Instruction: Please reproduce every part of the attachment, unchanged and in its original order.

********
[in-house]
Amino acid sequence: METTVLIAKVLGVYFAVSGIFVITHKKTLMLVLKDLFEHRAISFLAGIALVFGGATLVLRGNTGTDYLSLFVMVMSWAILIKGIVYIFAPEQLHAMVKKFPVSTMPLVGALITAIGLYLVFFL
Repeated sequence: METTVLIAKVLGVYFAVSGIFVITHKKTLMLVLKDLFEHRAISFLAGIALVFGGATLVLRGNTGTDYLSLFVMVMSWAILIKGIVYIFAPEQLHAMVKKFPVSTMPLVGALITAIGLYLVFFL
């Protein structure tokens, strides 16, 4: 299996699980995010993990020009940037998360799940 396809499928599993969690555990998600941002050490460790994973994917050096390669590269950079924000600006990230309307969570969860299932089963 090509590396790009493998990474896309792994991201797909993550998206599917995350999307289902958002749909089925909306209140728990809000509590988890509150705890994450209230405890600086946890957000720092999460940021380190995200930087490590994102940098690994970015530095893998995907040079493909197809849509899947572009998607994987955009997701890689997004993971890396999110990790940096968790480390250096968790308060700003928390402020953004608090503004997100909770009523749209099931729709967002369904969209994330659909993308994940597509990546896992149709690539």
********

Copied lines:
[in-house]
Amino acid sequence: METTVLIAKVLGVYFAVSGIFVITHKKTLMLVLKDLFEHRAISFLAGIALVFGGATLVLRGNTGTDYLSLFVMVMSWAILIKGIVYIFAPEQLHAMVKKFPVSTMPLVGALITAIGLYLVFFL
Repeated sequence: METTVLIAKVLGVYFAVSGIFVITHKKTLMLVLKDLFEHRAISFLAGIALVFGGATLVLRGNTGTDYLSLFVMVMSWAILIKGIVYIFAPEQLHAMVKKFPVSTMPLVGALITAIGLYLVFFL
């Protein structure tokens, strides 16, 4: 299996699980995010993990020009940037998360799940 396809499928599993969690555990998600941002050490460790994973994917050096390669590269950079924000600006990230309307969570969860299932089963 090509590396790009493998990474896309792994991201797909993550998206599917995350999307289902958002749909089925909306209140728990809000509590988890509150705890994450209230405890600086946890957000720092999460940021380190995200930087490590994102940098690994970015530095893998995907040079493909197809849509899947572009998607994987955009997701890689997004993971890396999110990790940096968790480390250096968790308060700003928390402020953004608090503004997100909770009523749209099931729709967002369904969209994330659909993308994940597509990546896992149709690539």